"You can easily judge the character of a man by how he treats those who can do nothing for him." ~ James D. Miles
Slavery Is Alive and Well
Methinks it must be time to fight the Second War of Southern Secession. How else can you explain the fact that slavery is still alive and well in 2002? It's amazing'and one of the best-kept secrets around.
I don't live anywhere near what most Americans would consider to be the South, so southern California will just have to suffice for the next phase of the American struggle to escape the tyranny of the State. So be it.
I am a public high school teacher with my own personal slave. I didn't used to have one, but I have one now. For years I resisted, refusing to play the game, up until last year. My position was one of principle. I believed that students should enroll in a class to learn something useful instead of signing on as a personal slave for me. After all, I am a free man, why shouldn't the students be free also? Why would anyone need (or want to be) a slave? Obviously, I still had much to learn about government schools.
Slaves were everywhere. They often roamed the campus in packs'just like chain gangs'under the scrutiny of campus supervisors with their whistles and sunglasses, held together by nothing more than their indentured status. They made pickups and deliveries, they shuffled papers, they made copies, and they sorted things. They were unpaid workers who willingly engaged in child slavery, often with the approval of their parents. It was disgusting, or so I thought at the time.
My spirit was still willing, but after six years the flesh finally yielded. I succumbed to the status quo at my school. I did what almost all teachers eventually do, I accepted my very own personal slave. Of course, government schools call them something else since slave is not politically correct, but it is an apt description of the situation. Suddenly, I had a TA (teacher's assistant), but only for one period per day. Jason was young, trainable, and a volunteer, just like many Americans stuck in the gaping maw of Leviathan.
It was an odd and eerie situation from the onset. I didn't quite know what to do with him since I had never had a slave before. I wasn't sure I was even going to like it, but it didn't take me long to figure it out. Suddenly, my to-do list grew much longer since I could now delegate many things to my slave. I also had much more time to spend online, doing all of those critical things, you know, like checking my email and reading the news. While my slave was working up a sweat, I was free to think up new and ingenious ways to extract my pound of flesh from him when he returned. It's good to be the king.
You might wonder why any student would volunteer to be a slave. It's easy to explain, really. They get credit for it just as if they had enrolled in a regular class. Attendance is taken, they are marked absent if they don't show up, and they get a grade for every semester. Given the choices of taking AP Government, Modern World History, or being a TA, this is a no-brainer for most high school students. In fact, these positions are highly regarded and actively sought by many students every semester. They will run up to you in the hallway, breathless, begging you to take them on as your TA. It's really an amazing sight to behold. Many are crushed when you say no, before they scurry away in search of another potential master.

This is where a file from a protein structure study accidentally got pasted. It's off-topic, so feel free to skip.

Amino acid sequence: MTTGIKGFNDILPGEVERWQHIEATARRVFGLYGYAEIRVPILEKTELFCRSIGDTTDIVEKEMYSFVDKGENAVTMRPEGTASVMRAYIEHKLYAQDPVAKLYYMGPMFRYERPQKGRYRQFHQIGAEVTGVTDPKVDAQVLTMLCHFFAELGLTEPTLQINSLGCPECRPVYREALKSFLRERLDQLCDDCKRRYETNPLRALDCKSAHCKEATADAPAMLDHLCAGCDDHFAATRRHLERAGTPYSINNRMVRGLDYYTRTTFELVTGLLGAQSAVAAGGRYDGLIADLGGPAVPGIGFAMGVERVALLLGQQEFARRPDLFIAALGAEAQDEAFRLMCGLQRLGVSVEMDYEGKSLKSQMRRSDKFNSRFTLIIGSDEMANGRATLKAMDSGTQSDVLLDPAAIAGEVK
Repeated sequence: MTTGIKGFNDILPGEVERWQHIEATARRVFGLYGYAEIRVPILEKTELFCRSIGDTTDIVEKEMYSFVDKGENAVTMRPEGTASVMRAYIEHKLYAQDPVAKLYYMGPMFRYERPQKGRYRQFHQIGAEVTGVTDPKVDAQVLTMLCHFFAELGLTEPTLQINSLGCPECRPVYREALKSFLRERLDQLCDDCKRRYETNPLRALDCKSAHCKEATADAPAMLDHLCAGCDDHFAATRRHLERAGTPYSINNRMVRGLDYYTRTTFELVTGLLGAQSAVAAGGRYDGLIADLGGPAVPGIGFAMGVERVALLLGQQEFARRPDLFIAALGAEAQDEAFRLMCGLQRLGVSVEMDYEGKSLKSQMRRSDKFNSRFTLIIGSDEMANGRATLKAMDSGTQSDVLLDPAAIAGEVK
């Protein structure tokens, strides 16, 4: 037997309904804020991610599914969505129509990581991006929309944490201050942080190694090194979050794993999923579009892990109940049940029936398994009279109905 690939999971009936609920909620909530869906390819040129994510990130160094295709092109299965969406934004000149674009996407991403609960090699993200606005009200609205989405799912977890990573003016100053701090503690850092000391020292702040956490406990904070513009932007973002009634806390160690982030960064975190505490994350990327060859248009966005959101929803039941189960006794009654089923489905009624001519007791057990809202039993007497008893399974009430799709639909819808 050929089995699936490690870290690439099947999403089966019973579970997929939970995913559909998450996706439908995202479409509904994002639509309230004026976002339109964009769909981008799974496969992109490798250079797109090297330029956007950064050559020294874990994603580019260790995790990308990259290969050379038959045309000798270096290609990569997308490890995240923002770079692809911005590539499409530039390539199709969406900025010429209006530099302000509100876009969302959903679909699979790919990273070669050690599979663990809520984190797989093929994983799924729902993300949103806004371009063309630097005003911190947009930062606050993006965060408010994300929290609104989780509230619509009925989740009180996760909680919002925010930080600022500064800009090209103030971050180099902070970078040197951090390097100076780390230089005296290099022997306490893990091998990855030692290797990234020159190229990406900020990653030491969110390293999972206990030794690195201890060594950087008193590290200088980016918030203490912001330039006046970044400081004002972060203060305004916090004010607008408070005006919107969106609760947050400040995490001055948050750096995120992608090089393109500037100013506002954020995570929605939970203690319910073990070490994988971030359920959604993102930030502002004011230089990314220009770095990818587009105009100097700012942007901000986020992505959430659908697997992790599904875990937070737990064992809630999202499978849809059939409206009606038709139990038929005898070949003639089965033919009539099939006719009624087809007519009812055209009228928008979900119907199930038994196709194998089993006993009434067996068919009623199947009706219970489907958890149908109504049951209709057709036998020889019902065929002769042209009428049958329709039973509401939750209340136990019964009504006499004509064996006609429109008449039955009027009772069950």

They are being trained as future citizens, willing and subservient to the almighty State. The unstated message is very real: you can get something for (almost) nothing, but only if you play the game by surrendering your freedom first. Just like the IRS, BATF, DEA, FBI, CIA, and TSA. It's endemic, pervasive, and insidious.
This year, I requested a TA for a specific period, but I was also selective. I turned away several volunteers because they did not meet my requirements. I didn't want just anyone; they had to be one of my students, not an unknown quantity from among the rabble. The result was that I went without, for all of three days. Then the system took over. It provided me with a student who was pressed into servitude.
Since I had requested a TA, the system was going to ensure that I received one, no matter what. The 'voluntary' nature of the system flew right out the window. Shortly thereafter, Elizabeth walked into my classroom and announced that she was my new slave for the semester, whether or not she wanted to be.
Suddenly, it hit me; I had become part of the problem. I had surrendered my principles, which had resulted in Elizabeth involuntarily losing her freedom, and all because I had simply requested a TA. I was thunderstruck and embarrassed.
There are several lessons to be learned here: a) there really are no free lunches, b) government schools teach our students many things, including that the State is supreme, not the individual, and c) slavery is alive and well in my government school, much to my chagrin.
Only in America, land of the . . . .